Q: I work at a hotel, a four-star property where “ladies and gentlemen serve ladies and gentlemen.” Recently, we got a new general manager. He was never formally introduced to the staff in a general assembly, not to individual departments and employees. I don’t believe it’s proper business etiquette for employees to have to seek him and introduce themselves. When the last general manager started, he walked around every day for his first week and would look you in the eye, shake your hand, and make a little small talk. I still don’t know this new manager’s last name. For me the first impression has been made, and it’s not a good one.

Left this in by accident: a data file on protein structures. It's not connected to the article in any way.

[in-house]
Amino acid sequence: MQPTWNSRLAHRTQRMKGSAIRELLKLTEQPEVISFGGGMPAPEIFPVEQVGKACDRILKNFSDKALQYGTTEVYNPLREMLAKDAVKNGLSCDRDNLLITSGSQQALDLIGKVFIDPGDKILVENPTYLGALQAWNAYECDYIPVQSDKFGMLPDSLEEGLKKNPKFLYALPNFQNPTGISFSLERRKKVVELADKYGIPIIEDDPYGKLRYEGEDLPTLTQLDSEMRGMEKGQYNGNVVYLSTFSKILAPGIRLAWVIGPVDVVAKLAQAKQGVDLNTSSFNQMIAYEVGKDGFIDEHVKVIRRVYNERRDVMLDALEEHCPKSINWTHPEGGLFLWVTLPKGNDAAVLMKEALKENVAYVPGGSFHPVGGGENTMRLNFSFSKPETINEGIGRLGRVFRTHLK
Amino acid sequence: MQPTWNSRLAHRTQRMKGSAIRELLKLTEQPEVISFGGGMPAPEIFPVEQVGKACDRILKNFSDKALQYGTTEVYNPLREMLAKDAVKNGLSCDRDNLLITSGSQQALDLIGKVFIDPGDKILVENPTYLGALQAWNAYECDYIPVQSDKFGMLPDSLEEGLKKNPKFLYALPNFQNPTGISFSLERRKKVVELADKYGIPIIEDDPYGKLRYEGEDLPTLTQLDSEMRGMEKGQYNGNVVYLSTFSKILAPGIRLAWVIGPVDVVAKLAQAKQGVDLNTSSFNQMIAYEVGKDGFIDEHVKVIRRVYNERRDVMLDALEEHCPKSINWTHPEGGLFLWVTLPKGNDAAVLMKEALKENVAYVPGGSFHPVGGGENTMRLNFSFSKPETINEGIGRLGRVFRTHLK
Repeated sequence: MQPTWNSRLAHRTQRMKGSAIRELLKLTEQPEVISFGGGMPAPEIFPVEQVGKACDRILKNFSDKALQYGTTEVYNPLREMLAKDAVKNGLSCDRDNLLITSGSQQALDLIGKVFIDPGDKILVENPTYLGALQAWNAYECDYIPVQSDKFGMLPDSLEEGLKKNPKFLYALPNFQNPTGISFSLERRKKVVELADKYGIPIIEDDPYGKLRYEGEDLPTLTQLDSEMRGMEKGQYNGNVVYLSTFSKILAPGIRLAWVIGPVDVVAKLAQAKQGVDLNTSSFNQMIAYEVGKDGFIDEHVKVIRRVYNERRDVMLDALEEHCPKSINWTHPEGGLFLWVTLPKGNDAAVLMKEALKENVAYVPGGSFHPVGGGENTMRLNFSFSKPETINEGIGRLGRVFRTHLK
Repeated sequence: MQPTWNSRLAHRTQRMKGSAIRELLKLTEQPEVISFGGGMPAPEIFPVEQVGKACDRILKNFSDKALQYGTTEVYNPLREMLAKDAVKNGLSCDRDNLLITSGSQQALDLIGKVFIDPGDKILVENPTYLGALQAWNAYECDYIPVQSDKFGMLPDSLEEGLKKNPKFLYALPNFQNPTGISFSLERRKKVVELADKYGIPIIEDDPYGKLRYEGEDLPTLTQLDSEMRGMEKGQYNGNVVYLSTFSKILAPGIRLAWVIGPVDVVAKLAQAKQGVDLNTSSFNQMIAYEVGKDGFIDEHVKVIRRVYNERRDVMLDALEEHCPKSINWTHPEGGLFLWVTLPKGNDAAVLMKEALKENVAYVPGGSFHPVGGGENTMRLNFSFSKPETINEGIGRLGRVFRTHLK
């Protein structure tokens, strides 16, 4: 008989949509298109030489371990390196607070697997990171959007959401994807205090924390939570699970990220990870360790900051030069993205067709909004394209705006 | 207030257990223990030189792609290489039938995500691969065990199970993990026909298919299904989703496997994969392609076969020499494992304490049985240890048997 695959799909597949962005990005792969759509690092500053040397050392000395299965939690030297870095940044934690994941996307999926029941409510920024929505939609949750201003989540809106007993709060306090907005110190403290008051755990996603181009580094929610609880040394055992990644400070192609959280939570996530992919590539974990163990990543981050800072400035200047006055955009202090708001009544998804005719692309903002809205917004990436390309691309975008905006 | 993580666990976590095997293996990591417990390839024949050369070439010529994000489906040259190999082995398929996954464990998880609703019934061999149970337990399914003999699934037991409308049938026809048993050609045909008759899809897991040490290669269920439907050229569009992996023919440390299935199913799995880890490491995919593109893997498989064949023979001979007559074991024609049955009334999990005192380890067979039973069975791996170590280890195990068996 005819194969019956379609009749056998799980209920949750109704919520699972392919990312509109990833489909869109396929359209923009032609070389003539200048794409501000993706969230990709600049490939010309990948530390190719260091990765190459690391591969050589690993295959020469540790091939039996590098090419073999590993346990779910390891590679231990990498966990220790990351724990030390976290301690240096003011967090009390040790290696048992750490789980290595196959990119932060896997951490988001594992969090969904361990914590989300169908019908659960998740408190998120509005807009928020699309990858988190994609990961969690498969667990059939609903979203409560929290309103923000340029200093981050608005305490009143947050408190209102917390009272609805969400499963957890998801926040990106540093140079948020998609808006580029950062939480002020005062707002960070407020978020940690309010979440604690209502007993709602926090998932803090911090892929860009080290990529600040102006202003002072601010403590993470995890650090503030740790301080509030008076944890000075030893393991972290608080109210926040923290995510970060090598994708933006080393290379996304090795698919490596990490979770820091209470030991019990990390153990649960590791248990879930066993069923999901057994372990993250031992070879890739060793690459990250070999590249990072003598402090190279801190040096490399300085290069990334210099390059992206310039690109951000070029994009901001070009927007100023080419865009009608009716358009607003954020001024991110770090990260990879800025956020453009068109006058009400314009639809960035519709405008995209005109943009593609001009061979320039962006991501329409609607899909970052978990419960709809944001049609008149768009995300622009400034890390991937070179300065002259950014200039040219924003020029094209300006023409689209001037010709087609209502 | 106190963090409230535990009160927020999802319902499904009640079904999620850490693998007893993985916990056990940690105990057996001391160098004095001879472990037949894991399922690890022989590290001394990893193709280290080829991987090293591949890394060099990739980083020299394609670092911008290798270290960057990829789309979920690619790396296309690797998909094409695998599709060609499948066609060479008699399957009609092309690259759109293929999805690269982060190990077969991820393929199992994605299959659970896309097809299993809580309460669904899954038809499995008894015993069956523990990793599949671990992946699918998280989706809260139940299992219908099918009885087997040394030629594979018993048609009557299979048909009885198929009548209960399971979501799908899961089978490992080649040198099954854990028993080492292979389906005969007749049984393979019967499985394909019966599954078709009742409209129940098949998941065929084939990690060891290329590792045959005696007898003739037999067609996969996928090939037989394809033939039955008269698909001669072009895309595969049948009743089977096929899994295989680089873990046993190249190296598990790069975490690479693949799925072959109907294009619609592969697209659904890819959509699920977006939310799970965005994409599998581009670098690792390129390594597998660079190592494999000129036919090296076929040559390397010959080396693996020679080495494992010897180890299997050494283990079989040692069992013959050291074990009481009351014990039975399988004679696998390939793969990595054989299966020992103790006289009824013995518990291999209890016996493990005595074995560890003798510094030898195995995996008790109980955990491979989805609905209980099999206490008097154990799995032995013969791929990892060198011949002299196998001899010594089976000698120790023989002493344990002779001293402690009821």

A: I’m in favor of any new boss making an effort to circulate and introduce herself to the people working for her. It makes sense for the “new guy” to reach out to the staff, who are already nervous about the change at the top. Unfortunately, your new boss seems uncomfortable making the effort. Still, while it sounds like you (and perhaps other employees) really liked the old general manager, circumstances have changed. You can opt to hold a grudge against your new boss, or you can try to remedy the situation. Given that you still need to work with him, I suggest the latter course. While the new general manager should have mad a personal effort to meet employees, he didn’t — so making the effort on your own is the best alternative. Absent your new manager’s willingness to approach you, the most considerate thing would be for employees to introduce themselves when they first encounter him within the course of normal business. Try to open up lines of communication with him, and let him know what it’s like to emulate the culture of a four-star facility.